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Working with RAW video: a topic to share techniques - Page 2

post #31 of 62
Thread Starter 
Quote:
Originally Posted by markr041 View Post

That one is no good:

1. No sdxc. Required for RAW.

2. No exFat. Required for RAW.

3. At 3.5 minutes per GB, it would take, well you figure it out, to copy a 64GB card (for 18 minutes of video). The Nexto DI is 40 seconds a GB.

frown.gif

Have you tested yours? Are you sure it can record the RAW video files? What about ProRes? Those devices are really stupid. Why they dont just copy everything that is on the card? Why do they need to have file compatibility?
Quote:
Originally Posted by markr041 View Post

No, this is what Black Magic lists as compatible and IS (http://www.blackmagicdesign.com/au/support/detail/faqs?sid=27541&pid=34849&os=win):

Mark, at the same link you posted, look at the "Will Pocket Cinema Camera support optical image stabilization?" answer.
Quote:
The Pocket Cinema Camera will support Micro Four Third lenses with built in optical image stabilization that can be enabled via a physical switch. The Panasonic Lumix 14-42mm lens requires optical stabilisation to be enabled via a software command. Unfortunately, this command is not part of the Micro Four Thirds specification and undocumented. The optical stabilization feature on this lens will not work with the Pocket Cinema Camera.

They are usually off by default and require the algorithm to be turned on. In the 2.8 you will have it for sure.
post #32 of 62
Quote:
Originally Posted by thedest View Post

frown.gif

Have you tested yours? Are you sure it can record the RAW video files? What about ProRes? Those devices are really stupid. Why they dont just copy everything that is on the card? Why do they need to have file compatibility?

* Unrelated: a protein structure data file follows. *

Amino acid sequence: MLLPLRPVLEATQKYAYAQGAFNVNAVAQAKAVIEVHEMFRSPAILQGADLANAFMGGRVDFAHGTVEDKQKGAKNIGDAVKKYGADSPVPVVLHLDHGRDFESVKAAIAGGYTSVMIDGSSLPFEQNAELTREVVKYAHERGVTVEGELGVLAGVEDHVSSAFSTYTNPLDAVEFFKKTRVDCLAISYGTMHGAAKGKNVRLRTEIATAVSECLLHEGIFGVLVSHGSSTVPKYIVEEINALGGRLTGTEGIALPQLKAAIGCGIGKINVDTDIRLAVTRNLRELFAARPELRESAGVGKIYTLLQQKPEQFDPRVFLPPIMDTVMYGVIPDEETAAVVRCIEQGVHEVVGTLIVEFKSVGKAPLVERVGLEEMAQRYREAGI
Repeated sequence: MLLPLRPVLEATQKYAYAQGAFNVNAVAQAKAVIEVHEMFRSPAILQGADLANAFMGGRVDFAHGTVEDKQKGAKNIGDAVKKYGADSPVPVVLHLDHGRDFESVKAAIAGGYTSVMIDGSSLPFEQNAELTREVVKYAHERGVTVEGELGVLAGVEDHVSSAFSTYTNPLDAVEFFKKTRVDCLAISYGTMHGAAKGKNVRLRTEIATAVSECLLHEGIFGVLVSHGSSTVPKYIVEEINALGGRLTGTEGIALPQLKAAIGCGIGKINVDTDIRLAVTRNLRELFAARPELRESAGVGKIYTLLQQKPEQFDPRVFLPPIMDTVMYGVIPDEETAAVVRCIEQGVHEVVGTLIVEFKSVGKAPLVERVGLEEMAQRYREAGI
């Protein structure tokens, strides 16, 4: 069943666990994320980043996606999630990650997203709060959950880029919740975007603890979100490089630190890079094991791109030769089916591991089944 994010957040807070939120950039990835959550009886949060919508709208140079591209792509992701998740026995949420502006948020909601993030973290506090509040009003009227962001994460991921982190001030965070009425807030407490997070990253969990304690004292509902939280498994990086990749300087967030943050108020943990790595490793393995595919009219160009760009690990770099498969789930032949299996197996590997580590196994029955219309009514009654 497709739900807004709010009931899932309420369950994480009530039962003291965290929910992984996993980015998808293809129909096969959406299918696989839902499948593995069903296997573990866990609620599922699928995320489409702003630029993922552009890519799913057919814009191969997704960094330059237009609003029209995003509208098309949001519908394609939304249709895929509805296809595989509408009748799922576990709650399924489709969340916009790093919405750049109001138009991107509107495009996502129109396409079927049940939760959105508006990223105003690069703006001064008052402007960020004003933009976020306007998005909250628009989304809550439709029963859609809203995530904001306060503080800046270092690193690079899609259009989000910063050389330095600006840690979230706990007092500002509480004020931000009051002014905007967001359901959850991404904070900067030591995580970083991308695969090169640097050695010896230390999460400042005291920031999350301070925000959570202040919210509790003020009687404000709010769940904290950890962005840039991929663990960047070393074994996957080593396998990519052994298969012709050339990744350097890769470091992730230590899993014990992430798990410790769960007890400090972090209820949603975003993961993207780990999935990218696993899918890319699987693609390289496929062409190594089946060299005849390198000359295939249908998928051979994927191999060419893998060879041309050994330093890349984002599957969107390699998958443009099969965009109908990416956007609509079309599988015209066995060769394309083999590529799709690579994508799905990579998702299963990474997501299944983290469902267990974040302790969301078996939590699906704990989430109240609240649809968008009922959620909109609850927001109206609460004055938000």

Mark, at the same link you posted, look at the "Will Pocket Cinema Camera support optical image stabilization?" answer.
They are usually off by default and require the algorithm to be turned on. In the 2.8 you will have it for sure.

You do not understand: the devices will copy anything, BUT: RAW video requires sdxc cards formatted exFat, so that the storage device must be able to read exFat sdxc cards and also the internal drive must be formatted exFat. This is not a "file" compatibility issue. The cheap devices can do none of this.

You are confused by the Panasonic lenses (as I was initially, for good reason). There are TWO Lumix 14-42mm lenses! Both have OIS. The one in the FAQ you quote is not compatible. The 14-42 X Vario lens is allegedly compatible (as in the FAQ I cited). It is a different lens.

The Nexto DI reads exFat sdxc cards and can copy files over 4GB's in size and can have a formatted internal exFat hard disk. All of this is necessary to transfer RAW video files.